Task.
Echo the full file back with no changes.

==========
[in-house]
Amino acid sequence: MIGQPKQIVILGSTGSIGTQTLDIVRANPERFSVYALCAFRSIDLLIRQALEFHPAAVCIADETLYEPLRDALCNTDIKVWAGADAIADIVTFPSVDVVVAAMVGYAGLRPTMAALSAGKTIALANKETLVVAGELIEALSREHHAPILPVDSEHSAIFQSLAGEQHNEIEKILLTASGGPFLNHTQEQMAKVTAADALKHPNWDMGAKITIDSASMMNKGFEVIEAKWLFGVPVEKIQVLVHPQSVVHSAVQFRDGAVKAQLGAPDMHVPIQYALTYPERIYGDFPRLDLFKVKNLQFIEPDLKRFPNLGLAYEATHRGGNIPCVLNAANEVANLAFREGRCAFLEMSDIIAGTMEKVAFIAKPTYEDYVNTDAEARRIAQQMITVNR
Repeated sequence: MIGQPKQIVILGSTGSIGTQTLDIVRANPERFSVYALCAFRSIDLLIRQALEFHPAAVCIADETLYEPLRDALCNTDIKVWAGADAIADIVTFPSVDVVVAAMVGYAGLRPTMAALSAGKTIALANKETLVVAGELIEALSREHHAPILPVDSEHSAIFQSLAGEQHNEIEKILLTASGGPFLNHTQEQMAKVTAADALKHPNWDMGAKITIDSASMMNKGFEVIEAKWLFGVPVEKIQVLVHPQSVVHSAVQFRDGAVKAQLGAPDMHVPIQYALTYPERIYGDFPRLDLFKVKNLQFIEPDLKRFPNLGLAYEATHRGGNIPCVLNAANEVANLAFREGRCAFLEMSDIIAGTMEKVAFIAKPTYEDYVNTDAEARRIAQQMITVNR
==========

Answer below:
[in-house]
Amino acid sequence: MIGQPKQIVILGSTGSIGTQTLDIVRANPERFSVYALCAFRSIDLLIRQALEFHPAAVCIADETLYEPLRDALCNTDIKVWAGADAIADIVTFPSVDVVVAAMVGYAGLRPTMAALSAGKTIALANKETLVVAGELIEALSREHHAPILPVDSEHSAIFQSLAGEQHNEIEKILLTASGGPFLNHTQEQMAKVTAADALKHPNWDMGAKITIDSASMMNKGFEVIEAKWLFGVPVEKIQVLVHPQSVVHSAVQFRDGAVKAQLGAPDMHVPIQYALTYPERIYGDFPRLDLFKVKNLQFIEPDLKRFPNLGLAYEATHRGGNIPCVLNAANEVANLAFREGRCAFLEMSDIIAGTMEKVAFIAKPTYEDYVNTDAEARRIAQQMITVNR
Repeated sequence: MIGQPKQIVILGSTGSIGTQTLDIVRANPERFSVYALCAFRSIDLLIRQALEFHPAAVCIADETLYEPLRDALCNTDIKVWAGADAIADIVTFPSVDVVVAAMVGYAGLRPTMAALSAGKTIALANKETLVVAGELIEALSREHHAPILPVDSEHSAIFQSLAGEQHNEIEKILLTASGGPFLNHTQEQMAKVTAADALKHPNWDMGAKITIDSASMMNKGFEVIEAKWLFGVPVEKIQVLVHPQSVVHSAVQFRDGAVKAQLGAPDMHVPIQYALTYPERIYGDFPRLDLFKVKNLQFIEPDLKRFPNLGLAYEATHRGGNIPCVLNAANEVANLAFREGRCAFLEMSDIIAGTMEKVAFIAKPTYEDYVNTDAEARRIAQQMITVNR